“If somebody has a problem with a guy who flips a bat after he walks – I agree with (Bryce) Harper, let him enjoy it," Mackanin said with a chuckle.

Herrera is nothing if not a player who enjoys the game; it’s been obvious since he brought his infectious smile into the clubhouse last spring and in bringing his “baby bull” persona onto the field, too. Even Chase Utley, normally emotionless in between the lines, got in on the fun.

But Herrera also takes his craft seriously. 

“I struck out too many times last year,” he said. “That’s something I didn’t like at all. So what I want to do is put the ball in play, get on base. Because ultimately I want the guys behind me to bring me around.”

The Phillies offense has plenty of faults, currently. It’s averaging an MLB-low 2.63 runs per game and is sporting a National League-worst .271 on-base percentage.

But if you want to take out a positive, and consider the players in the lineup that are likely to still be around when the team is contending again, Herrera’s progress as a professional hitter is certainly something to get a excited about.

Despite the strikeouts, Herrera had a fine season as a rookie in 2015, when he joined the Phillies through the Rule 5 draft. He hit .297 (second among MLB rookies with at least 350 plate appearances), with 30 doubles (also second among MLB rookies) and had a .762 OPS (identical to Matt Duffy of the San Francisco Giants, who finished second in the NL Rookie of the Year voting).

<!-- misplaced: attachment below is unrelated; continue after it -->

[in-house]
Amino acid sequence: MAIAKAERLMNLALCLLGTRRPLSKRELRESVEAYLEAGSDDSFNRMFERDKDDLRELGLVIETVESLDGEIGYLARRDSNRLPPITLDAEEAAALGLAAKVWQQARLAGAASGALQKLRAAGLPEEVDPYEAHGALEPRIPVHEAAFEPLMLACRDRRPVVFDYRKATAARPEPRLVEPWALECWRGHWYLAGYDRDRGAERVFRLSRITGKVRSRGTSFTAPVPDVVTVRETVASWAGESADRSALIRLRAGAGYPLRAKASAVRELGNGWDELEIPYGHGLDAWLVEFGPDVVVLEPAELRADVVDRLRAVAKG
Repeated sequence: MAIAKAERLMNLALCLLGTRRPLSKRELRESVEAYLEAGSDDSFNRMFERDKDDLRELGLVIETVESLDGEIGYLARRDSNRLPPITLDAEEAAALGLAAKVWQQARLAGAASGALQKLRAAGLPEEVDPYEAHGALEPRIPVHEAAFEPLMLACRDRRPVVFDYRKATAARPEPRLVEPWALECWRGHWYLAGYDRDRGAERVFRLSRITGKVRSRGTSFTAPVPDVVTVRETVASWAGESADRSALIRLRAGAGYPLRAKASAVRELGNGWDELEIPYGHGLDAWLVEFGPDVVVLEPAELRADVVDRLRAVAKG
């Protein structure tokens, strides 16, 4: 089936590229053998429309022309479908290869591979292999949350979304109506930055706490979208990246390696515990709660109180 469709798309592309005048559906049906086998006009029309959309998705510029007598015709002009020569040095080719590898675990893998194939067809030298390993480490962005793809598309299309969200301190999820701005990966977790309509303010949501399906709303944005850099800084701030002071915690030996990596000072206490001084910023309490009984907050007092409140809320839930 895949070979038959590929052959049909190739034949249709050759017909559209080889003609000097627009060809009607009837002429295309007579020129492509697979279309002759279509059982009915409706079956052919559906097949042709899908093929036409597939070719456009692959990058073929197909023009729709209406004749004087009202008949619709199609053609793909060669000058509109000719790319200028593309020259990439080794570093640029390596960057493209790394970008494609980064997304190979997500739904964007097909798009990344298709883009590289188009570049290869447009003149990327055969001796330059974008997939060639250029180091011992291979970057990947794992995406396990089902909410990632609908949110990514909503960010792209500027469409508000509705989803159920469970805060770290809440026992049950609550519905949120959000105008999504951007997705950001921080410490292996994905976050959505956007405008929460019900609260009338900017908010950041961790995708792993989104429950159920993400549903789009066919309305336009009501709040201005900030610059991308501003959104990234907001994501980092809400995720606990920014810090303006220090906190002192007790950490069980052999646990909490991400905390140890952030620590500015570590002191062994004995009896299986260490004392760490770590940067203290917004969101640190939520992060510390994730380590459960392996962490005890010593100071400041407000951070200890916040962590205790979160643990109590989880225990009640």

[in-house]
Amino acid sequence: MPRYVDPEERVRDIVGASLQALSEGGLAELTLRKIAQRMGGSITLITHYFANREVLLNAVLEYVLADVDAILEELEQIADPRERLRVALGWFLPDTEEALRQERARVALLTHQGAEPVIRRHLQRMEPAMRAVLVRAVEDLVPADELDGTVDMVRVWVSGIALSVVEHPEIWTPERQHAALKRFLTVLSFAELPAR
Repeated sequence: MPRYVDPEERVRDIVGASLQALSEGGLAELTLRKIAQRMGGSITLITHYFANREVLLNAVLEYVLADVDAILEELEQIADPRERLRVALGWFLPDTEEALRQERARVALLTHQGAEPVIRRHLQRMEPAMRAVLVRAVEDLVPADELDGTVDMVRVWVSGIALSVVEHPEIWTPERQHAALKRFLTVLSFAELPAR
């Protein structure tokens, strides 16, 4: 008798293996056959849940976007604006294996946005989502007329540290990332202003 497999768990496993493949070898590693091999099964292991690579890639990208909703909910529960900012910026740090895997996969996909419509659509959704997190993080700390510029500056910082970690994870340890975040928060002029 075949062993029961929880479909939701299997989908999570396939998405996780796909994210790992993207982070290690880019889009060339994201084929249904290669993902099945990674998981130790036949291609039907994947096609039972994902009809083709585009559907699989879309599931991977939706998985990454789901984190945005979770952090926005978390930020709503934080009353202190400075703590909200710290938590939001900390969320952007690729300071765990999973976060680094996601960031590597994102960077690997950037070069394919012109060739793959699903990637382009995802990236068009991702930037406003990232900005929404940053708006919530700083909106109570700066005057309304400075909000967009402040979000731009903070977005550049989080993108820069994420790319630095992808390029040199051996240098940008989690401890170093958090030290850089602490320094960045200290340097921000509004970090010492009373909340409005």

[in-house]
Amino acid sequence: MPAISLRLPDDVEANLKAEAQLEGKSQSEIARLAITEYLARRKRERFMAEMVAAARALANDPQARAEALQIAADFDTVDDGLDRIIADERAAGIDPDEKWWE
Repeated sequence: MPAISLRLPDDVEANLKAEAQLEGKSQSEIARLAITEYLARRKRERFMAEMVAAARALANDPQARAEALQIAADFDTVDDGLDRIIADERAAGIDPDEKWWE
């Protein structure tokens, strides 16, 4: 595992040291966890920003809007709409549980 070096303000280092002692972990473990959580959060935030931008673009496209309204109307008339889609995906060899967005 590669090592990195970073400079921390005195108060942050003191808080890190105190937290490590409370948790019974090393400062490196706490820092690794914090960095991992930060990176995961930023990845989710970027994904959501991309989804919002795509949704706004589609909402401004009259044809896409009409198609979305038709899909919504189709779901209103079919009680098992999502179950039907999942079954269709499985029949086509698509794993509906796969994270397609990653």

Herrera was asked if he was impressed with himself, given that he was making the leap from Double-A to the big leagues.

“It doesn’t surprise me because I’ve always had the confidence that I was a good hitter,” he said. “But this is just getting started. I hope I can get much, much better.”

And that’s why he’s working on his approach, trying to be “more disciplined” and “patient.”

“Because that’s definitely going to help me down the road,” Herrera said.

Herrera collected his major league-leading 15th walk-on Wednesday by way of the first intentional walk of his career. In 2015, he didn’t draw his August 19, in his 107th game of the season.

He’s already more than halfway to reaching his 2015 walk total of 28.

“(It might be) because the opposition’s pitchers look at our lineup and see he’s one of the better hitters, and they’re not giving him anything to hit,” Mackanin said. “By virtue of that alone, maybe he’s become more selective.”